6. Identify what emotions you are experiencing. Again, do not berate or judge yourself for your emotions. Simply identify whatever it is you’re feeling.

Don’t Judge Yourself

The lack of self-judgment is very important to mindfulness. Caregivers are wired to put others’ needs before their own—so much so that they will push their own needs away and try to ignore them. They will often feel guilty for taking time for themselves. The goal of mindfulness is not to shame ourselves or force ourselves to change anything. The goal is to simply observe our present experiences and acknowledge them without criticism or blame. Only when we truly acknowledge our needs can we respond to them with compassion.

Many people mistakenly believe the goal of mindfulness is to achieve a completely quiet mind and body. They envision reaching some “higher” state of being in which the mind is completely free of thoughts and emotions, attaining some sort of “enlightenment.” This is not accurate. The goal of mindfulness is simply to slow ourselves down, even for just a few minutes—to truly pay attention to ourselves so that we can give ourselves the care WE need.

Be Kind to Yourself

Other mindfulness exercises all build off this very basic starting point of just being in the moment. Breathing exercises, meditation, practicing gratitude, physical exercises such as walking or yoga, intentional sleep routines, and more can all help us live a life with more compassion and care for ourselves.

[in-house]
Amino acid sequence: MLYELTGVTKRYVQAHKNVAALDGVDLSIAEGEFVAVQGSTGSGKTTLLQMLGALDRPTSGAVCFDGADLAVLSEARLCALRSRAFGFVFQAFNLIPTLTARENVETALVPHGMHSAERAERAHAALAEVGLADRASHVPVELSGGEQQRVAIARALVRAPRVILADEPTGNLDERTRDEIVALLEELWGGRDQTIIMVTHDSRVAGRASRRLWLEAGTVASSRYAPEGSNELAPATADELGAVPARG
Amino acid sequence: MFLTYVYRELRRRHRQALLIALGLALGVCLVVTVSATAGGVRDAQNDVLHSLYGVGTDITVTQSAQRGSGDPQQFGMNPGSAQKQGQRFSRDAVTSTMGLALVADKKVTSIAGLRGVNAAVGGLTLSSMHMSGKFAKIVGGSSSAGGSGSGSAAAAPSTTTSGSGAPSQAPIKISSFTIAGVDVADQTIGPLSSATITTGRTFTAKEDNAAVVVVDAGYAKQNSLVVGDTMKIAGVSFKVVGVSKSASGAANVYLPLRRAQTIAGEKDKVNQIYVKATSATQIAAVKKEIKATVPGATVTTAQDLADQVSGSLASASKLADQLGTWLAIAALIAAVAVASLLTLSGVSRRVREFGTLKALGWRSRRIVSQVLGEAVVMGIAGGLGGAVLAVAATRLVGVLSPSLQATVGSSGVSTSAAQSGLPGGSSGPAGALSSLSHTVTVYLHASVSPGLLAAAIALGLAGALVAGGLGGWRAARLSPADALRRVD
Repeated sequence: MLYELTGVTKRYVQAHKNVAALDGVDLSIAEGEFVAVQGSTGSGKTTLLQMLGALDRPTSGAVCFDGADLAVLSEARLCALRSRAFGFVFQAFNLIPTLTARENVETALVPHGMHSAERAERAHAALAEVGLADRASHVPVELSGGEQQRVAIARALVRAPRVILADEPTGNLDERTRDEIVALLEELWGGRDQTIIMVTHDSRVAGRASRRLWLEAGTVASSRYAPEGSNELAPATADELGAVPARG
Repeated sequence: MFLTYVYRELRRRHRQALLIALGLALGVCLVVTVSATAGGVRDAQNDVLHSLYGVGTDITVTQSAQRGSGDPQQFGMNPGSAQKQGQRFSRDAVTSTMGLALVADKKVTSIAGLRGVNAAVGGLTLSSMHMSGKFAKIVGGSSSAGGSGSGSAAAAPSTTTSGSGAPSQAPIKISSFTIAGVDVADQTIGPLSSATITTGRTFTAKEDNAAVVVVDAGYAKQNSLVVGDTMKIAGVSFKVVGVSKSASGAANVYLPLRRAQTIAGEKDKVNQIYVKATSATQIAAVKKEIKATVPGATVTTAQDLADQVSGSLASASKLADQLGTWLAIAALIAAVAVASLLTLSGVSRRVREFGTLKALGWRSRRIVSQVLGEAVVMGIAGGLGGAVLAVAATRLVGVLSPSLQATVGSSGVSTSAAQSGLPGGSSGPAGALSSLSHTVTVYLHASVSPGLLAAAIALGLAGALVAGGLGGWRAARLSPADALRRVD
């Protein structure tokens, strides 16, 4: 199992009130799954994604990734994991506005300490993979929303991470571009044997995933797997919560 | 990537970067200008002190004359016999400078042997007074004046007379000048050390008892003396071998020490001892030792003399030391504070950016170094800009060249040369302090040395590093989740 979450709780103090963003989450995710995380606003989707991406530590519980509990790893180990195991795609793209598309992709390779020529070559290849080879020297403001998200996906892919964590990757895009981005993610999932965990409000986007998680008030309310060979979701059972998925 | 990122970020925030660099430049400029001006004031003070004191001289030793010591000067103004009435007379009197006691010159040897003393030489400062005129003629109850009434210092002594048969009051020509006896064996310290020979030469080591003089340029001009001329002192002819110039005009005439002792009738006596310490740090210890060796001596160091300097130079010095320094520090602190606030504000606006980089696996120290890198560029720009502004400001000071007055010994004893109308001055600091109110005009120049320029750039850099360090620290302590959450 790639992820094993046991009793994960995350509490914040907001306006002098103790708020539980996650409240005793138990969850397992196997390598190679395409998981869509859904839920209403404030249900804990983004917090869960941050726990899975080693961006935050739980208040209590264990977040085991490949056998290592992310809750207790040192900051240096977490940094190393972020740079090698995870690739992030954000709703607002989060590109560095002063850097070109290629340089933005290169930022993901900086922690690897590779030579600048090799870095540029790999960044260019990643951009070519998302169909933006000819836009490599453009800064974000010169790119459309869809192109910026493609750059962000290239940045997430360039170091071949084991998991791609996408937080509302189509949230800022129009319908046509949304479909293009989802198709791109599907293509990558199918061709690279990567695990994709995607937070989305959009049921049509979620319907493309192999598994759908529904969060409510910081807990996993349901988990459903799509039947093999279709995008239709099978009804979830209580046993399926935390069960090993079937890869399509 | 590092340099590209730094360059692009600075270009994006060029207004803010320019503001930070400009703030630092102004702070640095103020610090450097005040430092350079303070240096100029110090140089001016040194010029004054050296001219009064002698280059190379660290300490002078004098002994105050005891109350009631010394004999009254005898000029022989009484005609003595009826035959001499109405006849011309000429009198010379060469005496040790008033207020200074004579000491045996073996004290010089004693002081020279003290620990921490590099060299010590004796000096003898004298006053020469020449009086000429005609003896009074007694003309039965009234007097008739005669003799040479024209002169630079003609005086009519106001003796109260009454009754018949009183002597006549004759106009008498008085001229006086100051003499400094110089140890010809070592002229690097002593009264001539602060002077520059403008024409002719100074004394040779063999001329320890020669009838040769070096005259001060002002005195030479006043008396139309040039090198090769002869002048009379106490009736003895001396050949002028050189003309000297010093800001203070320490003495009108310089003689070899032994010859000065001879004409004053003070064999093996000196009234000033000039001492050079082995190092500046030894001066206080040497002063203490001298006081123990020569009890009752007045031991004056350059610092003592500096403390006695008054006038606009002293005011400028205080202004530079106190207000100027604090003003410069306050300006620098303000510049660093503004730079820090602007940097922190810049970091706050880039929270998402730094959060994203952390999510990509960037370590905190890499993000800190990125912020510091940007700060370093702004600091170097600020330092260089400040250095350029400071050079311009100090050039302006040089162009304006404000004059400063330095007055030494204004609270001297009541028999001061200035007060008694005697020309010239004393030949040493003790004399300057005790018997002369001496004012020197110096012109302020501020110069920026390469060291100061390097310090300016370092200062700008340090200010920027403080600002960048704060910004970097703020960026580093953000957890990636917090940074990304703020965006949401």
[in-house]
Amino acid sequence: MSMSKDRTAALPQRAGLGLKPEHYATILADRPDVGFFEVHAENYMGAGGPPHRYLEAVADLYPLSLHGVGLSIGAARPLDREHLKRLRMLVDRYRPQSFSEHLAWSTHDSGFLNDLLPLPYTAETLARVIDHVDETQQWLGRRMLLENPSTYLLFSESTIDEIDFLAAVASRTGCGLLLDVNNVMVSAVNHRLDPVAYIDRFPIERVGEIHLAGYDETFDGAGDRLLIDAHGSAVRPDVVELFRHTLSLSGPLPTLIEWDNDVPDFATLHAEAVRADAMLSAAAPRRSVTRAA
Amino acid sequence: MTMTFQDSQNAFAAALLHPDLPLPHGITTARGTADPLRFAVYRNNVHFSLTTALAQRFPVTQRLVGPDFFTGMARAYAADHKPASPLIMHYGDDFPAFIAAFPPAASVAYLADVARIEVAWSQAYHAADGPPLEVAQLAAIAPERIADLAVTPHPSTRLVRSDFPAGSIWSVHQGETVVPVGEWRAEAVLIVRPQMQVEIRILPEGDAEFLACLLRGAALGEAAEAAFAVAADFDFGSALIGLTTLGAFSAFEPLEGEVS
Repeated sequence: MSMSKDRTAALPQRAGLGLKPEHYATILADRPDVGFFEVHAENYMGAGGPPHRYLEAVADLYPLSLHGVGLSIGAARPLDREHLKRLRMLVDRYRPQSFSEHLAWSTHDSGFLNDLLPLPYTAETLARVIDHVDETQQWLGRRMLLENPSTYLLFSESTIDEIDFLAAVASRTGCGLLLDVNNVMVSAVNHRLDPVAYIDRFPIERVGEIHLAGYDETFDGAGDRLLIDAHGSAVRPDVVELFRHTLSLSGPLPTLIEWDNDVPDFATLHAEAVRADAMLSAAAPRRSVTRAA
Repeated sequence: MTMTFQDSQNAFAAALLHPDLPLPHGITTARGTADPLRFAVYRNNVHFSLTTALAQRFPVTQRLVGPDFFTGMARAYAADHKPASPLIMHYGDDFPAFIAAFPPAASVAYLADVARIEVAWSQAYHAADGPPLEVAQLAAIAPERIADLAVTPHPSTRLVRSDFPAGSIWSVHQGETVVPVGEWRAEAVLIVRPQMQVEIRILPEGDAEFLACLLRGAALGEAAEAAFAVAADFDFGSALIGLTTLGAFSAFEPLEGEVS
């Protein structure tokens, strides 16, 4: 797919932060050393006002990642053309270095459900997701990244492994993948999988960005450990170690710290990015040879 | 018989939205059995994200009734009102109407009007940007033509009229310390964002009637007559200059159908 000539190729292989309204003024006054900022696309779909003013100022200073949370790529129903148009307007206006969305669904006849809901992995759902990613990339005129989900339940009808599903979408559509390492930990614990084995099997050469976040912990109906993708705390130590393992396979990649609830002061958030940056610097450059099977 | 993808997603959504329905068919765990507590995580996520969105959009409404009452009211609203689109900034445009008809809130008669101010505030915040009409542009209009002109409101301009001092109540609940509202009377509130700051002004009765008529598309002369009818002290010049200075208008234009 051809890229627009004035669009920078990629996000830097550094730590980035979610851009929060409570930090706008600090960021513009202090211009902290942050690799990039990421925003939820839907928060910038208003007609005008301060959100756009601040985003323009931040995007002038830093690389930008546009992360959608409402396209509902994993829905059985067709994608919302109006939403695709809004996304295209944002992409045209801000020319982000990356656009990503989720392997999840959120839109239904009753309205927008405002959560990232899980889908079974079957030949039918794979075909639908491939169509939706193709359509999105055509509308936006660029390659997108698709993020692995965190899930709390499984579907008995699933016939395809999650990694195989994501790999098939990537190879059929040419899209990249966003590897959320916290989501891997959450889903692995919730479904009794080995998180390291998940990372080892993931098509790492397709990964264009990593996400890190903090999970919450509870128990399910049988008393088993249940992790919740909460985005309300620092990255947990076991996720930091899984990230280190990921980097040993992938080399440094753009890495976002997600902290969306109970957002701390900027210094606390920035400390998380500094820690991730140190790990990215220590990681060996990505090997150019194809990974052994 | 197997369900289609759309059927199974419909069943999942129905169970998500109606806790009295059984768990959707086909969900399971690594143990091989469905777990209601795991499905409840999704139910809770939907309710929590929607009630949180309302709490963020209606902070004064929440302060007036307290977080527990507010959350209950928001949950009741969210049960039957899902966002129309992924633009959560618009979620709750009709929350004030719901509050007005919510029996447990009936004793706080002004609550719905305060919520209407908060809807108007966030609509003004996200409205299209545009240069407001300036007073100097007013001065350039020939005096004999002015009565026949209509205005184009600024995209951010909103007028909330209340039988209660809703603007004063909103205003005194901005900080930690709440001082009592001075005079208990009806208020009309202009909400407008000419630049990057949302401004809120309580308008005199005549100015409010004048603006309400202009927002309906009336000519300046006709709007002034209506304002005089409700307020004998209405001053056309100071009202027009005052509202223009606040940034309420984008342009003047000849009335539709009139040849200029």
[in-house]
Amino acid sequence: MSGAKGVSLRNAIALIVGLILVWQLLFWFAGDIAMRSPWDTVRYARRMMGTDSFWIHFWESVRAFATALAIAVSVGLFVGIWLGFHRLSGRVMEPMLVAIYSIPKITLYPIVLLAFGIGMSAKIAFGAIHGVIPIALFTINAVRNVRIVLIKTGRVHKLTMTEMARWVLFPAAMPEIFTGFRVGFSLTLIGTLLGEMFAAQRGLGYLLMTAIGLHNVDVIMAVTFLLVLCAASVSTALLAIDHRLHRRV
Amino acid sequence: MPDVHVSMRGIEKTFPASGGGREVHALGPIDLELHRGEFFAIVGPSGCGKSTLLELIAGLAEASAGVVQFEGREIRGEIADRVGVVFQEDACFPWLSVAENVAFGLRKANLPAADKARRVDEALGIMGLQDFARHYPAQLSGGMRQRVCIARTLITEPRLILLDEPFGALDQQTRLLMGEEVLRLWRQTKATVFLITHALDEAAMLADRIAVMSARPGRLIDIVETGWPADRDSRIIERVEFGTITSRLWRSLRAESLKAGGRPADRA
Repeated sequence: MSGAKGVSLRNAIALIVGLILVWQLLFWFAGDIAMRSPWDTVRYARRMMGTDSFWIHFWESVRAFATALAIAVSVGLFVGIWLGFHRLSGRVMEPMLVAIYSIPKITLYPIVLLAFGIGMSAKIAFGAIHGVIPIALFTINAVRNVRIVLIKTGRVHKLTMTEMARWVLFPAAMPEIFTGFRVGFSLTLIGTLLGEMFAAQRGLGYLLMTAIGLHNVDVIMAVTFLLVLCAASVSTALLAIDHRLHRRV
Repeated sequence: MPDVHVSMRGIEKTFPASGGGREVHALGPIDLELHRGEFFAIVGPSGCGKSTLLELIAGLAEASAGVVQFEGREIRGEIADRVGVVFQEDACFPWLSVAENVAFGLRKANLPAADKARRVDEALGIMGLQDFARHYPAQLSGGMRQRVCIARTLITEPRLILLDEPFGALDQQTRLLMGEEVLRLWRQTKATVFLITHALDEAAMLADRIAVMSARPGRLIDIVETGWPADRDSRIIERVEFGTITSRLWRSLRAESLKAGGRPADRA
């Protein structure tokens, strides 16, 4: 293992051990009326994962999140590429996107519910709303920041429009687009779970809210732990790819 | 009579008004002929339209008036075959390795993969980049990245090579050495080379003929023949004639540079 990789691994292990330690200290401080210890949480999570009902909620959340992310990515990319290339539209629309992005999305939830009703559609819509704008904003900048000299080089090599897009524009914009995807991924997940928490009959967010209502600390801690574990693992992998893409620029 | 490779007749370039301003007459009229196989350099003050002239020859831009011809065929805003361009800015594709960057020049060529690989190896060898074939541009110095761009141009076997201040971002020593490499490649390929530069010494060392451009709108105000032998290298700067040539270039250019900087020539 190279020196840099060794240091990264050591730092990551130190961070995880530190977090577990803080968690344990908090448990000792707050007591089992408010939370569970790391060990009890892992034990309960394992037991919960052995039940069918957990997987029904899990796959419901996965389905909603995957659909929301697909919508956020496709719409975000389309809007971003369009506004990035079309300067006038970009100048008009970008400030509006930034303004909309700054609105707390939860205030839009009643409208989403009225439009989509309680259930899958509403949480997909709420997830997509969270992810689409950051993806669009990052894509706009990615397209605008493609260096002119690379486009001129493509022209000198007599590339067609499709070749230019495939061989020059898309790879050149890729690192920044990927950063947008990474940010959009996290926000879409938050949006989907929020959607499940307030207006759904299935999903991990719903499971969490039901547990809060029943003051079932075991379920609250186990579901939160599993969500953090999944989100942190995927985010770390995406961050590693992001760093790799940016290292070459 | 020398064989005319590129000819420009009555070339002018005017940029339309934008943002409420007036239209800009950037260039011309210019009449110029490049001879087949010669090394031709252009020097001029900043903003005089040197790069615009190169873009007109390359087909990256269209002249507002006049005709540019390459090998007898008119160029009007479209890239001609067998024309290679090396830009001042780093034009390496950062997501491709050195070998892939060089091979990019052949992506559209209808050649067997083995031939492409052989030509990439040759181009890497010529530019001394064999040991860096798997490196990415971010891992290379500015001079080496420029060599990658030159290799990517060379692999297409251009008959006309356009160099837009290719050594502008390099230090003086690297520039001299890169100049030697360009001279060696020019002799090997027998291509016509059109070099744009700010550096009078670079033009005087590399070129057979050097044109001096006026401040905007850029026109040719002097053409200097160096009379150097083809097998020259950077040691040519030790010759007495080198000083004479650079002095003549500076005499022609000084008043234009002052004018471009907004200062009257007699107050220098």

As caregivers, we spend a great deal of energy helping others and often completely forget to extend the same grace to ourselves. In the words of the Mayo Clinic, “Treat yourself the way you would treat a good friend.” If we can show patience, kindness, and love to ourselves, we will certainly be better equipped to extend compassion to others.

Mindfulness Resources

If you’d like to dive into mindfulness and aren’t sure where to start, you may find these resources helpful:

Mindfulness for Beginners: Reclaiming the Present Moment and Your Life by Jon Kabat-Zinn.

Kabat-Zinn is a renowned and respected mindfulness expert, and this book will teach you the basics of mindfulness, why they’re important, and how to use them.

Headspace App

The Headspace app is perfect for those new to mindfulness and for those who are comfortable with it. There are plenty of tools available to help you learn mindfulness in the free version, including modules on the basics of meditation, healthy sleep, exercise, and calming the mind. The paid subscription opens up hundreds of more resources.

Calm App

Similar to the Headspace app, but with a totally different vibe, Calm also gives you plenty of resources to learn mindfulness, meditation, better sleep, breathing exercises, and more. Calm also has a good variety of resources in its free version, but so many more with a subscription. Calm is also unique for the range of voices guiding you through the modules, including household names like Matthew McConaughey, LeAnn Rimes, Kelly Rowland, and Elizabeth Gilbert.

Mindfulness Podcasts

Click here, and you’ll find a comprehensive list of the most enjoyable and helpful mindfulness podcasts available. There’s something for everyone!

Wednesday, 16 December 2020 11:42